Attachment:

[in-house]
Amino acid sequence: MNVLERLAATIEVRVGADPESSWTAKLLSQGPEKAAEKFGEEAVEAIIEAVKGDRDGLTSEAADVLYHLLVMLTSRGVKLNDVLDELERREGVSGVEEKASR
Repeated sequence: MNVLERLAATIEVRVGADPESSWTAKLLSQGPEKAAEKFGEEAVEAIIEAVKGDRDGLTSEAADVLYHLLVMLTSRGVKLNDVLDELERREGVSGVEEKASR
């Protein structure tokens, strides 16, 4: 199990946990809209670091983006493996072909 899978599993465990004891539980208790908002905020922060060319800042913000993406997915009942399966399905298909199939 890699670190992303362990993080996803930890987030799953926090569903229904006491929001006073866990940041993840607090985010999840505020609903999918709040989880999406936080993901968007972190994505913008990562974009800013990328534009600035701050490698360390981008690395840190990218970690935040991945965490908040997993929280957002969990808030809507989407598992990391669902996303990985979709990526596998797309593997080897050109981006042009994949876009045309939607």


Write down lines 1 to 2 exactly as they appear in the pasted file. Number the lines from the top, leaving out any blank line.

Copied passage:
[in-house]
Amino acid sequence: MNVLERLAATIEVRVGADPESSWTAKLLSQGPEKAAEKFGEEAVEAIIEAVKGDRDGLTSEAADVLYHLLVMLTSRGVKLNDVLDELERREGVSGVEEKASR